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Introduction

The management of change has always been a challenge. Historically, change occurred and people adapted. Often this was a relatively slow adaptation, as the pace of change was slow. Then there were times when general stability was punctuated by periods of chaotic change, most often when advances in IT were the catalyst. As such, those periods of change were managed as isolated events. Increasingly, the time between each change is reduced, requiring the change to be planned and managed—now the time between changes has gone! The result is that chaotic change is a constant factor in today’s organisations. Even more so, the speed of change facilitated by e-business necessitates a unique style of leadership. It is obvious that organisations that are in constant transition need to be led—not managed.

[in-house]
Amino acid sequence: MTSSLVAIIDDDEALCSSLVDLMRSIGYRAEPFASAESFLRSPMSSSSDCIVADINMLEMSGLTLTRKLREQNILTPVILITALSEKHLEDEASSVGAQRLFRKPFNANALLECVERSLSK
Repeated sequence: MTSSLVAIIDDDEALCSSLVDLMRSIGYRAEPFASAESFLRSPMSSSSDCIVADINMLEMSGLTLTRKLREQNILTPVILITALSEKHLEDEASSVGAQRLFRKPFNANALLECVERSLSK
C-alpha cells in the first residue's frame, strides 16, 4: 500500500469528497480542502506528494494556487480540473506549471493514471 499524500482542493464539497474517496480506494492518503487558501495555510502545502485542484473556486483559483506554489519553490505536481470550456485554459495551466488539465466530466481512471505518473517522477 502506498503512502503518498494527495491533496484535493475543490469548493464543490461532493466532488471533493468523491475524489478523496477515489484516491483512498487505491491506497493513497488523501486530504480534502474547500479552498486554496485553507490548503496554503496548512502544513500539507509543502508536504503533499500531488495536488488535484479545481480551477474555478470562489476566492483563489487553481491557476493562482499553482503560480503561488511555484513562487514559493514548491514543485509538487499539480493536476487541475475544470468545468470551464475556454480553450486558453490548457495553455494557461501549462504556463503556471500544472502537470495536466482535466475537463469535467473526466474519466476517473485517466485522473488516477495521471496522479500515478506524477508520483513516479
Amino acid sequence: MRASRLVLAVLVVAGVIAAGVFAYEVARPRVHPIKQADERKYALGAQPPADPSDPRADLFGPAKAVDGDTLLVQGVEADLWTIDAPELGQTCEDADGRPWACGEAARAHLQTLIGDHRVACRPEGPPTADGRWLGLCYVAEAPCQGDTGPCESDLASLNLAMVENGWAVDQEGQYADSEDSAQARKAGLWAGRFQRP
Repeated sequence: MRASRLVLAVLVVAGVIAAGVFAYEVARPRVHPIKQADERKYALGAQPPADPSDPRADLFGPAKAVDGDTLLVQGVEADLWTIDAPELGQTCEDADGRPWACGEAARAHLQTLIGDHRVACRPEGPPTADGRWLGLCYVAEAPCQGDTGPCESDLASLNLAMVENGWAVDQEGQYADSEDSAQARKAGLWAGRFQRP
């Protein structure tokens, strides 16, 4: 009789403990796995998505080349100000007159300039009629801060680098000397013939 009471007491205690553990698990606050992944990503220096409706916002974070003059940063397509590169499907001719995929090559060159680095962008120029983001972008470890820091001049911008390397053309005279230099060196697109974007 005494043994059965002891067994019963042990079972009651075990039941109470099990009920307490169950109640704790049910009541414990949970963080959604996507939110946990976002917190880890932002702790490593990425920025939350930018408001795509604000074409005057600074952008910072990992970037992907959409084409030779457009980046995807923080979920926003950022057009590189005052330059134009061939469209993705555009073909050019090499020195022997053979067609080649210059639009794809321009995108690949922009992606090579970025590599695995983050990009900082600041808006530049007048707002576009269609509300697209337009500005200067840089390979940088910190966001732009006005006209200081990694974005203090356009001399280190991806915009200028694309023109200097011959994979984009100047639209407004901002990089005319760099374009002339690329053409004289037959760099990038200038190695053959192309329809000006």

Inevitably the adoption of any new technology brings about change, but e-business is significantly different in that it completely shifts global business into a fast paced electronic environment. The old notions of management are totally ineffective and a new style, focused on ’leadership’, is required—but what style of leadership? The findings of this research indicate that organisations that have successfully integrated e-business have exhibited a particular style of leadership.


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